Even though Annie Lennox is the voice behind some of the most memorable singles in pop music history, her output can be a bit spotty.
Her solo albums Medusa and Bare sometimes dragged under the weight of their aching themes, while Diva managed to garner accolades despite being stiff, cold and distant. She sounded far warmer on Eurythmics’ Savage, and that’s saying a lot.
So after a solo career spanning 15-plus years yielding only four albums, Lennox offers Songs of Mass Destruction, the most invigorating album she’s done since her days with Eurythmics.
Lennox has a definite comfort zone in slow-burning music, a tendency which pulled her albums down in the past. On Songs of Mass Destruction, she defies that urge with a set of up-tempo numbers. But don’t think she’s surrendered that aching beauty to spruce up the pace — she can still sing heartbreak with the best of them.
At the conclusion of "Love Is Blind", she asserts, "Tired of being beaten up/tired of being so screwed up". But instead of resignation, Lennox sings with resolve. "Smithereens" starts off quietly, but at the chorus, the song turns around, eventually building up to an emotive climax.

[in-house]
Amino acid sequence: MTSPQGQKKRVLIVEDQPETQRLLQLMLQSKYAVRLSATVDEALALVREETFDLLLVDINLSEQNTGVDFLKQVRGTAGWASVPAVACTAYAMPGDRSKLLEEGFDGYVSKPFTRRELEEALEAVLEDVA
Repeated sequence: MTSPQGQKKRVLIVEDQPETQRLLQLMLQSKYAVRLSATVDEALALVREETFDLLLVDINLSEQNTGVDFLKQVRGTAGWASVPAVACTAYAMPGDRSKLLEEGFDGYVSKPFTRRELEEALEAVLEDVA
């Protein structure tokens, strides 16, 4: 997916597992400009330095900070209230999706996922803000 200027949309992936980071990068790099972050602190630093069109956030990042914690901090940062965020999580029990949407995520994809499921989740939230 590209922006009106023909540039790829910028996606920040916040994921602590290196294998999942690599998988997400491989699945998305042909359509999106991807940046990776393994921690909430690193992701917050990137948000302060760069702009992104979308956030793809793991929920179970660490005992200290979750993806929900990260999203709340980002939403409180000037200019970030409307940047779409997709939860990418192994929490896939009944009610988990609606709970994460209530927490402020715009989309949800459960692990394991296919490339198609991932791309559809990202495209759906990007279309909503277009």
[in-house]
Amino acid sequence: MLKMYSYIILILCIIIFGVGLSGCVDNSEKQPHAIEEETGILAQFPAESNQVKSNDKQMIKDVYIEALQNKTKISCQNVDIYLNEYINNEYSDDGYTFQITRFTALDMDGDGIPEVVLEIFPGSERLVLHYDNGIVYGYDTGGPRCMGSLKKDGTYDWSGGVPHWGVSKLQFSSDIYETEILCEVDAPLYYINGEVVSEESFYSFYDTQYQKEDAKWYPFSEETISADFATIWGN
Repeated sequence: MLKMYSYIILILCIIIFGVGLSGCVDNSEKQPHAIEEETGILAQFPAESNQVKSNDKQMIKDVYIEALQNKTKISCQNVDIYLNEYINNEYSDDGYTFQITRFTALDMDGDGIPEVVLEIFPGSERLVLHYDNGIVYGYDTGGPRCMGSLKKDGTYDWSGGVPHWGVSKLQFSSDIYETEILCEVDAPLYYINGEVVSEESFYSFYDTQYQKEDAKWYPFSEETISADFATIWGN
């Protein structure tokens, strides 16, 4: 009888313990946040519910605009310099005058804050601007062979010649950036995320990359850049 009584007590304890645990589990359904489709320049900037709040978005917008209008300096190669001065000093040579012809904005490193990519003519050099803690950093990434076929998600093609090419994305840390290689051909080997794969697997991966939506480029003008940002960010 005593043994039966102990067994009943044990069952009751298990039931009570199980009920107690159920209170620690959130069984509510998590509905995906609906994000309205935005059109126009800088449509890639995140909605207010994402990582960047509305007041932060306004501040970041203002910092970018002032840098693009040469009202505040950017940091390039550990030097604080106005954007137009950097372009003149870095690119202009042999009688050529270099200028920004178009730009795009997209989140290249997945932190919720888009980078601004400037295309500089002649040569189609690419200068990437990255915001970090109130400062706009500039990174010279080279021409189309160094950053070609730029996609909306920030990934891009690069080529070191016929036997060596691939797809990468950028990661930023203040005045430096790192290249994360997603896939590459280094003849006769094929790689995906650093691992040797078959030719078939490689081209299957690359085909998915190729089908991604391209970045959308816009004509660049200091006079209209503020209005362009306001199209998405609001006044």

The middle point of the album finds Lennox flexing her soulful voice ("Ghost in the Machine", "Womankind") and dabbling in her trademark seething sound ("Through the Glass Darkly", "Lost".) Hey, it’s an Annie Lennox album — there’s got to be some introspection.
The album builds up again to "Sing", a charity song with a celebrity backing chorus of women singers too numerous to mention. "Big Sky" and "Fingernail Moon" wind the album down to its naturally quiet conclusion.
Songs of Mass Destruction finally brings together all the things which propel Lennox to the front of world-class singers. It has the most live sound she’s had on an album since Eurythmics’ 1985 album Be Yourself Tonight. It has material which lets her exploit a full range of expression, from blue-eyed soul to English restraint. And it showcases the most energetic performances she’s delivered in a long time.
Listeners who have missed Lennox’s more brash tendencies — an image she has all but erased with a delicate reclusiveness — will find Songs of Mass Destruction a welcome entry in her repertoire. The bold title may hint at a devastating listening experience, but instead, we get Lennox at her most candid.